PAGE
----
[LAU] New workstation | DAW pc
meissner.fritz at gmail.com
Thu Sep 9 16:36:19 UTC 2010
On 5 September 2010 21:18, rosea grammostola <rosea.grammostola at gmail.com>wrote:
> Thanks for the info. After some reading and discussion, the i3 or i5 seems
> to be good options indeed.
> After reading this: http://www.anandtech.com/show/2901/7 and considering
> my budget
> It looks like I better go for a i3 540 or something close to that, compared
> to a i5...
> My perspective on the processors is a little different. If you go for the
Arrandale i5-750 you get 4 cores (but no hyperthreading or GPU) instead of 2
cores with hyperthreading plus on-chip GPU. You can see the equivalent
Anandtech review for Arrandale at http://www.anandtech.com/show/2832 . If
you compare the benchmarks in the review you quoted, the i5-750 has a
Sysmark score of 217 versus 204 for the i3-540, which is only a 6%
difference. However, if you look at multiple benchmarks (see Tom's hardware
is for i5-530, not i5-540 but is still relevant)) the differences are
often much greater. In particular, if you look at the Adobe Photoshop Image
processing benchmark, which is the only one that I know is definitely using
parallel processing on all available cores, then the 4 core processor is
twice as fast (unsurprisingly). My expectation is that as time goes on more
and more compute-intensive applications (such as audio and video encoding
and compiling) will start to use multiple cores fully, so it makes sense to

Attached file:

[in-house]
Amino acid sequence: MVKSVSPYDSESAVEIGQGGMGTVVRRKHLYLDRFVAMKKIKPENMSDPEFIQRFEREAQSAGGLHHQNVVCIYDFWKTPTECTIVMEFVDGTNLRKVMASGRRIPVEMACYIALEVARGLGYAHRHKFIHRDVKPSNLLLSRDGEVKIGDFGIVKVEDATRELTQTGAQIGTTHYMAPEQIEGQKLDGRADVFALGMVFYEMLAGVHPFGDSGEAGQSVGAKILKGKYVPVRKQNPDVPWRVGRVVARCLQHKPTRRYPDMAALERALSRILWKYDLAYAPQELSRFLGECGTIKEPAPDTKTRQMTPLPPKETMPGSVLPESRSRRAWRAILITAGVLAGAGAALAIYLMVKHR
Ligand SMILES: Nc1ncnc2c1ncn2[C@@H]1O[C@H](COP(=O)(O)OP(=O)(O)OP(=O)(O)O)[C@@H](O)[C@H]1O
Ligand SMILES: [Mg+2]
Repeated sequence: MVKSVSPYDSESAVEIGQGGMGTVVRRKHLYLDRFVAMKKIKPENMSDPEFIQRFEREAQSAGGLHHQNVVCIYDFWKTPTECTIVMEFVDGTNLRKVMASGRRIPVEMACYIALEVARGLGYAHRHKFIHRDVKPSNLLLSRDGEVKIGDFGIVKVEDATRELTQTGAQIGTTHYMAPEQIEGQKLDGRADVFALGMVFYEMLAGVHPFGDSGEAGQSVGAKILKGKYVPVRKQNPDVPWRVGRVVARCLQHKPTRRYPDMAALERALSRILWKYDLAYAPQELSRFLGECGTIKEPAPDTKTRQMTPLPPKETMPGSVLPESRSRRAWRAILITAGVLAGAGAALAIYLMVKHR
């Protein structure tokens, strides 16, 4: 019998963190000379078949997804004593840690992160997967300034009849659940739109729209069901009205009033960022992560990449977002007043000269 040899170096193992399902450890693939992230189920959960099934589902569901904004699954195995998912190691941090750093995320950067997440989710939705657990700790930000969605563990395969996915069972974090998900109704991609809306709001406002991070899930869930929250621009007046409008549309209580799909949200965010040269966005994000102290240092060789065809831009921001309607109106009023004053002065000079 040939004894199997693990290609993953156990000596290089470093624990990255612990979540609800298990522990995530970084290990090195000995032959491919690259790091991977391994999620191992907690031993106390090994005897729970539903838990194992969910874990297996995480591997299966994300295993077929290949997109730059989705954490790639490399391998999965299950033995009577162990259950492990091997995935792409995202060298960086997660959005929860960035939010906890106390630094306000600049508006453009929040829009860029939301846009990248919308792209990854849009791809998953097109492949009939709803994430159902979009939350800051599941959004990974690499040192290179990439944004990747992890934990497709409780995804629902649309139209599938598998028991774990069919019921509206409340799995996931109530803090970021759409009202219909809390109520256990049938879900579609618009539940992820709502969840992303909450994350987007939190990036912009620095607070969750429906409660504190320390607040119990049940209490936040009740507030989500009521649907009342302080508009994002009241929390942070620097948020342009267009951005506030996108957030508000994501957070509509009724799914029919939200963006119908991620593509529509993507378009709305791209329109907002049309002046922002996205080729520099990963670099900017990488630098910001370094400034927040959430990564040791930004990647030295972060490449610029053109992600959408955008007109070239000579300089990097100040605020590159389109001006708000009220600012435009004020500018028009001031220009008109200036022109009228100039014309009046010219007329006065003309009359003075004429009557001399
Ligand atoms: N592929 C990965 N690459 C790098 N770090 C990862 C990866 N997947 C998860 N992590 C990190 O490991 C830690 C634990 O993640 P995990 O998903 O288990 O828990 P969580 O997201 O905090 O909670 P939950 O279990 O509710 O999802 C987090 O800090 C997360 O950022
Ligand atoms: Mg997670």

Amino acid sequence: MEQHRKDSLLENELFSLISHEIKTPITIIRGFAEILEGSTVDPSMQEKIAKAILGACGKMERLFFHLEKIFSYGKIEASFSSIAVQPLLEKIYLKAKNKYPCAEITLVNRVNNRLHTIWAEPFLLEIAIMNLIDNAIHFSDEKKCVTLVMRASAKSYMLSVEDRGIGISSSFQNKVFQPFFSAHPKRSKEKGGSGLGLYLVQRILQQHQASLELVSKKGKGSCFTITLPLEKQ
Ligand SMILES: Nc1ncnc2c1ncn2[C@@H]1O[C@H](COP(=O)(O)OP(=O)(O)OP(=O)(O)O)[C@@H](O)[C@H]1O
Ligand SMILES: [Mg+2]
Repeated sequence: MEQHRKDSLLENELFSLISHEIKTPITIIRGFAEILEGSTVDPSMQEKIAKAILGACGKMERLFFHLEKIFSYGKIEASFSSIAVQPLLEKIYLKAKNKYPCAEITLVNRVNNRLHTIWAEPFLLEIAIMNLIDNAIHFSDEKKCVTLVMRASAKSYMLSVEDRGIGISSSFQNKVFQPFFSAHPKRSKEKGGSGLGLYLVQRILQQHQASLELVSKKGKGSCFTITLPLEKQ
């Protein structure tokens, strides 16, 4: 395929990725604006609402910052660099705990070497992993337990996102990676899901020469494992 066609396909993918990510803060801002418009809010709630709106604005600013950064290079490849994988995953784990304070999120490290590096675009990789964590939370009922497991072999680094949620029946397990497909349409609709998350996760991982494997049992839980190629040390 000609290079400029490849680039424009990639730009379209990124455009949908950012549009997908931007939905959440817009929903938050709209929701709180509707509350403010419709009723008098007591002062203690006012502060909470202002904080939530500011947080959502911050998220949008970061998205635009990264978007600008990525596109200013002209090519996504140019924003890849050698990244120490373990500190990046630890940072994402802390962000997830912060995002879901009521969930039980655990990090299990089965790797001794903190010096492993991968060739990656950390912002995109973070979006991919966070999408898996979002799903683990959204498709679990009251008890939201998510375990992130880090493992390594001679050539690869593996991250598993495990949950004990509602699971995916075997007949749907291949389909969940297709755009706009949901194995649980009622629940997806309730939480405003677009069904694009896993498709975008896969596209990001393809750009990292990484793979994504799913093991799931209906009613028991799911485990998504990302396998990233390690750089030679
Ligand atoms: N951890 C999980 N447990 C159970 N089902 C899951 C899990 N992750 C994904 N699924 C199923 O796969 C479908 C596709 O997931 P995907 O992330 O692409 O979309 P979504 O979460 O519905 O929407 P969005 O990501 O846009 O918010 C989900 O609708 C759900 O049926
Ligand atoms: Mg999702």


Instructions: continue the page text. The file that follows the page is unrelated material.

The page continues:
buy for the future.
Another factor is memory bandwidth; assuming that some audio work is memory
intensive (in particular playback using large sample banks) then I think
this is important. The i5-750 has a memory bandwidth of 16.9 GB/s vs. 11.6
for the i3-530 (from the comparison chart); this is a 46% improvement.
Compounding this is the fact that the onboard GPU is using main memory as
video memory, so that memory bandwidth is also being shared with all the
video data, which could eat up a large chunk of the capacity. So the i5 must
come out way ahead on memory bandwidth available for the CPU.
Thirdly, you can get cheap fanless video cards with far better performance
with the onboard GPU and no uncertainty about whether they work with the
real-time kernel (but ask what models are tested, I remember hearing that
some of the proprietary drivers also caused problems it the RT kernel).
My philosophy is to let the CPU do processing, and the video card handle
video with its own separate memory that doesn't compete with the CPU;
combining the two can only lead to compromises.
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